"We haven’t made any decisions along those lines," I said. I was not about to tell him that Emma was pregnant, because she still hadn’t made a decision about that, and there was also the horrible possibility that he knew already.
"You have Emma on our payroll," he said. "That indicates to me you might start having issues."
"That’s just temporary," I explained. "There’s a little lull in financing, that’s all. Once donations start pouring in again, we’ll both be earning money and can support ourselves."
Dad flicked some cigar ash into Narrangasett Bay. "I’m not really worried about whether you can support yourself," he said. "I’m worried about your legal status."
"What do you mean?" I asked.
"You’re very deeply involved with someone who could be very dangerous for you. Someone who is involved in massive international corruption. Someone who has no capacity for telling the truth. And someone who has no compunction about ruining other people’s lives to save herself."
"That’s not true!" I said. And it wasn’t. Emma isn’t like that.
"There’s only one place this is heading," he continued. "You know it as well as I do. I don’t know how deeply you’re involved, but the net is tightening. I just don’t want to see you caught up in it."
"I’m not caught up in anything," I said. "I entered into this relationship for a reason."
"I know how strongly you feel," he said. "But you need to think about what this relationship, as you’re calling it, is doing to your future career options. It could prove to be totally destructive."
"I can’t believe you’re saying this, Dad."
"Son, think about it. Do you really think that Hillary Clinton cares whether or not you go to jail?"
I opened my mouth a little, and then closed it, which turned out to really be a smart thing to do because it took my brain a minute to process that Dad was talking about the former Secretary and not Emma.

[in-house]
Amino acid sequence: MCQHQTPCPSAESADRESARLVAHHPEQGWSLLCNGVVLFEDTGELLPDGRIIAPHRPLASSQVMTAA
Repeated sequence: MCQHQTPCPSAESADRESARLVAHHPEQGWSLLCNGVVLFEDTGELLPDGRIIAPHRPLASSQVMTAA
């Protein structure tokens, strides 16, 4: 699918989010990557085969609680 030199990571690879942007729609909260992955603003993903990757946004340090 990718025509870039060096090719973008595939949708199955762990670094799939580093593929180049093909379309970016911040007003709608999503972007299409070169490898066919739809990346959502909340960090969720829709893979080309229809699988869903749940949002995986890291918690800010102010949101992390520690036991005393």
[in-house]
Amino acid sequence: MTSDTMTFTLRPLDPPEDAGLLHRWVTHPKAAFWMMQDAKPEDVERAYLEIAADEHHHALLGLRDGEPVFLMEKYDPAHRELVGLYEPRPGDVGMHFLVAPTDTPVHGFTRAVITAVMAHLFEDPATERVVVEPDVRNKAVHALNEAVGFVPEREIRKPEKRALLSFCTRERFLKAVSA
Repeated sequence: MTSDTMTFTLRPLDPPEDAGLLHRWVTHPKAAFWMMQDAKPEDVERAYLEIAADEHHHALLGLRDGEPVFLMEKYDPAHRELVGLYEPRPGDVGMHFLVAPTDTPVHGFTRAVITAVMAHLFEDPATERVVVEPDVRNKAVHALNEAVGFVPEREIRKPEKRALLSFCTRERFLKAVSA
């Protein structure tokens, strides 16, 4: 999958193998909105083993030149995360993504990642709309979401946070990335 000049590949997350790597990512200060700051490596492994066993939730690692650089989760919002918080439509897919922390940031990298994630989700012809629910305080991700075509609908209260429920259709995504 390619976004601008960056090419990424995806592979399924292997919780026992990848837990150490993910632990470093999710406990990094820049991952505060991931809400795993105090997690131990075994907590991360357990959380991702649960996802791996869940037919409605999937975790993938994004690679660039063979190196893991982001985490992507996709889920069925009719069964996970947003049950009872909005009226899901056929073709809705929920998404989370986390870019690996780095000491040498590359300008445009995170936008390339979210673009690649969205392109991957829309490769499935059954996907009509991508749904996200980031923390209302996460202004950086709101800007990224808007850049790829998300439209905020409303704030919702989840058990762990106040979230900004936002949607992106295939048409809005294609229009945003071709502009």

"You’ve done something," he said. "I don’t know what it is, and please don’t tell me, but I can see it in your face. You’ve done something wrong working for this campaign, something that could get you in a lot of trouble."
I kept my mouth shut. How did he know? I hadn’t talked to anyone about the night that Emma and I had shredded all those papers and hard drives, and I didn’t think that she had, either.
"My advice is simple. Walk away. Nobody will say anything about it; people leave political campaigns all the time. I can get you on with Biden if you want, assuming he ever decides to get started, and of course your mom could get you on with Bernie if you’re that serious about destroying capitalism."
"I don’t think the former Secretary did anything wrong," I said. "She’s going to be the nominee. If I back out now, when things are going bad, I don’t see how I get back in once she gets elected."
"I’m worried about you," Dad said. "And your girlfriend, especially if you’re serious about her."
"There’s not anything to worry about," I said, although I was getting less sure of that by the minute.
"I hope so," Dad said. "Okay. Enough talking. Let’s go downstairs and see if Pedro’s wrapped up the leftovers yet. I could use another bite of that key lime pie."
"How’d it go with your dad?" Emma said.
"Fine," I said. "He said he likes you."
"I like him, too," he said. "Your Uncle Winthrop tried to pinch my butt, though."
"That just means you’ve been properly introduced to the family," I said. "Except for my mom, of course."
"I know you miss her," she said. "But it’s okay. Come on. Let’s get ready for bed."
I thought about my mom, and how she had spent her life fighting for social justice and equality and mandatory leaf composting. I thought about my dad, and how he cared about me and didn’t want me to get arrested for shredding classified materials. I thought about Emma, and what she had growing inside her. I thought, and thought, and then couldn’t sleep for a long time, so I went back to the galley to see if there was any strawberry cheesecake left. It turned out that the Syrian refugee that my mom had assigned as her proxy had snuck into the galley ahead of me and had eaten it all, so I finished the last of the coconut shrimp. And then I had a bite or two of the mahi mahi, and then I found the bacon-wrapped scallops, and then I went to bed and then I threw up at four in the morning and clogged the toilet in our cabin, which on a large motor yacht is called a "head," as I learned the next morning.